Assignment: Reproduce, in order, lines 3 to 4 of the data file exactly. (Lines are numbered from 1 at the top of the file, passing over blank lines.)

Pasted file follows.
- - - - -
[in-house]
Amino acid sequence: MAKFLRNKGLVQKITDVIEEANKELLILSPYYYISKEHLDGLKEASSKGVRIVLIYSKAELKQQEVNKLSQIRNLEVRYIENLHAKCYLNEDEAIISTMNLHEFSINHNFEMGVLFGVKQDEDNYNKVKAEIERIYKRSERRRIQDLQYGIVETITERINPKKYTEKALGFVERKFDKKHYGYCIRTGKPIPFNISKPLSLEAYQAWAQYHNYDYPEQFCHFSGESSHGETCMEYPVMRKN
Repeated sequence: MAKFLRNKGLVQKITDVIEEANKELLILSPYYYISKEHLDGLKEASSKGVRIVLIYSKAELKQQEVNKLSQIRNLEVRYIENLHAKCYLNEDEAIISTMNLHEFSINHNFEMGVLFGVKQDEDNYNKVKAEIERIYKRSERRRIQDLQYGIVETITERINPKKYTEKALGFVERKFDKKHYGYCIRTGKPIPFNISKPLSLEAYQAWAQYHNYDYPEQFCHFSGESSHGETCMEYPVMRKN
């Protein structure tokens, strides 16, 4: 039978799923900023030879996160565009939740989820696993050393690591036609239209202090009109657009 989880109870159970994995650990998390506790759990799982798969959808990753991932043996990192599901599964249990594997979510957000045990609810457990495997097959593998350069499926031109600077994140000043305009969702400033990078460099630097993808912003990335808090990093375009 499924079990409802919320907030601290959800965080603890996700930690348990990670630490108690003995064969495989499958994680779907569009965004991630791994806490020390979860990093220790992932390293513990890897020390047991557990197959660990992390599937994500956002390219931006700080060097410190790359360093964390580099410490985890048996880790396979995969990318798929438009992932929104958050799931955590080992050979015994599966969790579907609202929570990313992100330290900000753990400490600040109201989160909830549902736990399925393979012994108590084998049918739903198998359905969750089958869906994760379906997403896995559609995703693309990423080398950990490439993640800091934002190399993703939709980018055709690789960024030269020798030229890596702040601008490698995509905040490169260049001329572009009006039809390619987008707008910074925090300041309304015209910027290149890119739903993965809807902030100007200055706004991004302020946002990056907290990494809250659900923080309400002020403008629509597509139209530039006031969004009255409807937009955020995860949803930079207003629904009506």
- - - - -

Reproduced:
Repeated sequence: MAKFLRNKGLVQKITDVIEEANKELLILSPYYYISKEHLDGLKEASSKGVRIVLIYSKAELKQQEVNKLSQIRNLEVRYIENLHAKCYLNEDEAIISTMNLHEFSINHNFEMGVLFGVKQDEDNYNKVKAEIERIYKRSERRRIQDLQYGIVETITERINPKKYTEKALGFVERKFDKKHYGYCIRTGKPIPFNISKPLSLEAYQAWAQYHNYDYPEQFCHFSGESSHGETCMEYPVMRKN
């Protein structure tokens, strides 16, 4: 039978799923900023030879996160565009939740989820696993050393690591036609239209202090009109657009 989880109870159970994995650990998390506790759990799982798969959808990753991932043996990192599901599964249990594997979510957000045990609810457990495997097959593998350069499926031109600077994140000043305009969702400033990078460099630097993808912003990335808090990093375009 499924079990409802919320907030601290959800965080603890996700930690348990990670630490108690003995064969495989499958994680779907569009965004991630791994806490020390979860990093220790992932390293513990890897020390047991557990197959660990992390599937994500956002390219931006700080060097410190790359360093964390580099410490985890048996880790396979995969990318798929438009992932929104958050799931955590080992050979015994599966969790579907609202929570990313992100330290900000753990400490600040109201989160909830549902736990399925393979012994108590084998049918739903198998359905969750089958869906994760379906997403896995559609995703693309990423080398950990490439993640800091934002190399993703939709980018055709690789960024030269020798030229890596702040601008490698995509905040490169260049001329572009009006039809390619987008707008910074925090300041309304015209910027290149890119739903993965809807902030100007200055706004991004302020946002990056907290990494809250659900923080309400002020403008629509597509139209530039006031969004009255409807937009955020995860949803930079207003629904009506």